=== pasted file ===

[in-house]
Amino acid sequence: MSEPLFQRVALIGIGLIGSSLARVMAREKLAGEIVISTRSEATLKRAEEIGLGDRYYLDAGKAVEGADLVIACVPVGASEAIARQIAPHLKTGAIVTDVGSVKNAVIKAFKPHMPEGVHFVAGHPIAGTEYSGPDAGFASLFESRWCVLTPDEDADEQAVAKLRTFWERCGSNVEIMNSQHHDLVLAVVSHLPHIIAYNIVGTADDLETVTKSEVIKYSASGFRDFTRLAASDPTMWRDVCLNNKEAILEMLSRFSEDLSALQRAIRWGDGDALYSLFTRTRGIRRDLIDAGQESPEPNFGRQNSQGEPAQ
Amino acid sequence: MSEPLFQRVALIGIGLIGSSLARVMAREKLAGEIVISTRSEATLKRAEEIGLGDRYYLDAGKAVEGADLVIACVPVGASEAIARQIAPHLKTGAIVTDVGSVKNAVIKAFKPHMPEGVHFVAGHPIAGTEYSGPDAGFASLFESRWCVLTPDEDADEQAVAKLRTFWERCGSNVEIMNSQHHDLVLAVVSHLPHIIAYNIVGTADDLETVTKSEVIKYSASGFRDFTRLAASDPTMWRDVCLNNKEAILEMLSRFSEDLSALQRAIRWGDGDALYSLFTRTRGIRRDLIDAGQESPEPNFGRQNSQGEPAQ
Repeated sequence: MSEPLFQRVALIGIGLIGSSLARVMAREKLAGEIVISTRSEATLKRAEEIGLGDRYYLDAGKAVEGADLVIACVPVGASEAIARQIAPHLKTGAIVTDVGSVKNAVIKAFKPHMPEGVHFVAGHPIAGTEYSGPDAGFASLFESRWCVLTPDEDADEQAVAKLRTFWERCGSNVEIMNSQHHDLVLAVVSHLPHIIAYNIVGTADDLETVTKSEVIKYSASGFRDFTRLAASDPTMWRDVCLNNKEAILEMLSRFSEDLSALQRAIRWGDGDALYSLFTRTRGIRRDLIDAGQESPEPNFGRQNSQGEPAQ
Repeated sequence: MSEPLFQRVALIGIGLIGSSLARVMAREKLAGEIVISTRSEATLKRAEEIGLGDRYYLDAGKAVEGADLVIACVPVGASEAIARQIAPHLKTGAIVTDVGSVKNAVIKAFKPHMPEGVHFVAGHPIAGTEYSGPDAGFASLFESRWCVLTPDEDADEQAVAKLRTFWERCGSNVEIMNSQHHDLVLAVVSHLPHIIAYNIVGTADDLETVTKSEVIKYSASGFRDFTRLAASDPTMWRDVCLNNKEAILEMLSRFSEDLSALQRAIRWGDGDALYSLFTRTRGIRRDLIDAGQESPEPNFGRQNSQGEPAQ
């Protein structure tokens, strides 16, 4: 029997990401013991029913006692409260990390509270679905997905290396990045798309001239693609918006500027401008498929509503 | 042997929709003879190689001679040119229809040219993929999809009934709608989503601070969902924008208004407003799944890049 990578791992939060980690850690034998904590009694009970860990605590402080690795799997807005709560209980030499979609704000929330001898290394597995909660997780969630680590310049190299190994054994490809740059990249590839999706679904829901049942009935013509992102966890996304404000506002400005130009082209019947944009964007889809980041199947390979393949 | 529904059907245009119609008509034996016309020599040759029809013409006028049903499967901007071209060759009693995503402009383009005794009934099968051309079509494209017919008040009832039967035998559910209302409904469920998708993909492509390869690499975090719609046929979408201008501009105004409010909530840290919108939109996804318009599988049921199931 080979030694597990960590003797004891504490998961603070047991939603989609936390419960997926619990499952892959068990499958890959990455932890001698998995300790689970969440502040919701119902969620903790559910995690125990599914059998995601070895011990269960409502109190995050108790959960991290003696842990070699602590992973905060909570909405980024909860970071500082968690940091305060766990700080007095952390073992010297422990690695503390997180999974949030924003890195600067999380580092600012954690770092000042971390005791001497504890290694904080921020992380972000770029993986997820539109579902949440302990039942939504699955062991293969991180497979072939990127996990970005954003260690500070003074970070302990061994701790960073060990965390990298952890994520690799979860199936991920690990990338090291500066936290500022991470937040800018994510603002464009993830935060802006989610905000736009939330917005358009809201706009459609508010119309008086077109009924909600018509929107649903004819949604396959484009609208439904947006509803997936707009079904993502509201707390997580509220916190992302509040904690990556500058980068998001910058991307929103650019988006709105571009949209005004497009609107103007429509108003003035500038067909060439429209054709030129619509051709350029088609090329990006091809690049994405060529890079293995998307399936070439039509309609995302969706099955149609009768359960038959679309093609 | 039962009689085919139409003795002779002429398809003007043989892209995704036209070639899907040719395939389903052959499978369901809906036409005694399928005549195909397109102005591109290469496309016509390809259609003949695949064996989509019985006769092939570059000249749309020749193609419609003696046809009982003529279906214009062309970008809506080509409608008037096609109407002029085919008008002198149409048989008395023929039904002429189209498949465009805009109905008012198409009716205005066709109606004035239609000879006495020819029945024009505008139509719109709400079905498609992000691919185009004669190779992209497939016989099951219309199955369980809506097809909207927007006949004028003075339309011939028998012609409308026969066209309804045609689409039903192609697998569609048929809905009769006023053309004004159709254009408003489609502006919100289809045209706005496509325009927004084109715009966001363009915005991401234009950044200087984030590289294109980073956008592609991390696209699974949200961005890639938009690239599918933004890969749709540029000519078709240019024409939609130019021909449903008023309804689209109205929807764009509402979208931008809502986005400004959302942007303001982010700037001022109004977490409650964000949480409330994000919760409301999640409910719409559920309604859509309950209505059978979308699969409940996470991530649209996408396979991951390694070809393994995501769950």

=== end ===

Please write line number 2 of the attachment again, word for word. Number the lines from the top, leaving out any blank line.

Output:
Amino acid sequence: MSEPLFQRVALIGIGLIGSSLARVMAREKLAGEIVISTRSEATLKRAEEIGLGDRYYLDAGKAVEGADLVIACVPVGASEAIARQIAPHLKTGAIVTDVGSVKNAVIKAFKPHMPEGVHFVAGHPIAGTEYSGPDAGFASLFESRWCVLTPDEDADEQAVAKLRTFWERCGSNVEIMNSQHHDLVLAVVSHLPHIIAYNIVGTADDLETVTKSEVIKYSASGFRDFTRLAASDPTMWRDVCLNNKEAILEMLSRFSEDLSALQRAIRWGDGDALYSLFTRTRGIRRDLIDAGQESPEPNFGRQNSQGEPAQ